I have been lucky enough over the past couple of weeks to be involved with the discussion going on at Freedom Studios around their new show The City of Dreams http://www.themill-cityofdreams.com/
Both Madani (Artistic Director) and Omar (Associate Director) have some sharp ideas, and a few sessions of throwing narrative ideas around have taught me about as much as I knew again about stories and narrative structure. I think I am right to think that one of the challenges in developing the piece has been how the notion of dreams ties to the present generation in Bradford.
The two generations of (predominately South Asian) immigrants that have come before the one we find ourselves in are, Madani thinks, more easily able to render their dreams explicit than the youngest to reach adult hood. The Drang nach Osten (always supplemented by the portraits of the queen in the Sweet Centers and Community Halls) that gave way to the angry Black consciousness of the Asian Youth Movement, has led nowhere particularly interesting. Apparently in the interviews Madani and Omar have been running, Bradford young people dream about having better shopping facilities. Interestingly, Madani even used the phrase “ghetto mentality” to describe this insular, unambitious mentality. To be fair, its important to point out that the context of the conversation makes this a very different statement to the way its normally used, i.e as a way for the right-wing press to blame poor Black people for being poor. On the contrary, for Madani it seemed to signal a kind of parochialism, a giving up on the great political struggles of the past. Call it a crisis of the utopian imagination, or the inability to spot the difference between life and the accumulation of banal objects. Apparently we stand on the field of our father’s dreams, tillage salted.
It has become clear though, through the recent Tunisian Event as much as anything else, that one can’t (and shouldn’t!) wish back an imagined time of political activism; we can’t try to recreate the militant Bradford of the past, History has no rewind button. That the Tunis Spring is not reducible to a Khomeinism or a Ba’athism but was a new statement of the dream that reads “Liberte, Egalite, Fraternite”, should teach us something. Every step forward involves violence to the past; the betrayal of history is also its redemption. Benjamin was right to say Flaubert got to the crux of this issue;“Peu de gens devineront combien il a fallu être triste pour ressusciter Carthage.”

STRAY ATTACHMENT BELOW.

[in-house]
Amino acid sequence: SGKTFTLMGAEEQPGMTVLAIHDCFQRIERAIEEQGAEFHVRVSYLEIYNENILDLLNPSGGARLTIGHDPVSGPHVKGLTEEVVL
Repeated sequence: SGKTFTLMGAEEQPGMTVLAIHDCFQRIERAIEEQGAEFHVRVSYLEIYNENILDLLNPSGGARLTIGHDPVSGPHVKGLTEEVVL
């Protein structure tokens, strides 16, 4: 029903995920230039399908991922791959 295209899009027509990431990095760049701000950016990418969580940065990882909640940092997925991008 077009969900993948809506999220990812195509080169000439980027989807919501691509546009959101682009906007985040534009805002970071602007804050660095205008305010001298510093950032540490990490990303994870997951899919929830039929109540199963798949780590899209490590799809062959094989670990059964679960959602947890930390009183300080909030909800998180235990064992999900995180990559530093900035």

One turns to the past to orient one’s self in the present, just as one does so to step forward into the future. It is not coincidental that this crisis of political imagination has caught Bradford. Indeed, the fact that Bradford is a relatively decent place to live as a member of BME community, or as a new immigrant is a kind of mixed blessing. It has created a mentality, which at its worst leads to a feeling of complacency, a dangerous laziness. One problem antifascist groups have had organizing in Bradford is that sections of the Asian community who are open to the idea of a militant working class Anti-fascism ( immediately the tedious Red or Dead glasses wearing, Mini cooper driving petite bourgeois who seem to have been the main recipients of the money flying around Bradford since the last riots should be discounted, therefore) are often unwilling to go outside of Bradford to deal with the problem; “Just wait for them (EDL, BNP whoever) to come here, we’ll show them…”
The thinking seems to be that in Bradford the community is in a strong position, a safe haven if you will. This safety having been bought over three generations of resistance to racial discrimination and violence. Fine. But there is a word for a “safe havens” for ethnic minorities, coined around five centuries ago; they call it a ghetto. And this is what the community has apparently missed, the struggle against oppression has been diverted into a celebration of the fact that there is one (to be frank fairly unimportant) part of the country in which its OK to be Asian, in which young Pakistanis can grow up to be a bit middle class, and asylum seekers are not routinely attacked on grounds of race.
This thinking is most apparent in the filthy idea, floated over the last couple of years by a series of ethically and intellectually bankrupt community organizations (churches, mosques various fluffy asylum support groups) of Bradford as a “City of Sanctuary”. This is the exact opposite of Bradford as the “City of Dreams”. Sanctuary is for those who have given up any universalist, emancipatory ambition. It is a formula which glorifies a pathetic defense of a non offensive and politically correct particularism: As long as one can wear a Shalwar Kameez, break from work for prayers and not be racially abused in the street between the top of Leeds Road and Great Horton, damn the world outside.
But this will not do. The emancipatory projects of the past will not be reduced to this notion of a safe haven, this ghetto, this Bradford. The victories of the past must be given their full celebration, just as the defeats of the past will be avenged. One only has to look at the news from North Africa and the Middle East to see that the times are changing. The first step on this road is to give up this suffocating sanctuary and step into the cold world outside, together. This city of sanctuary is a coffin, it seals in our dreams of real freedom. The walls of the ghetto are not built to keep gentiles out, but to keep Jews in.
Bradford delenda est.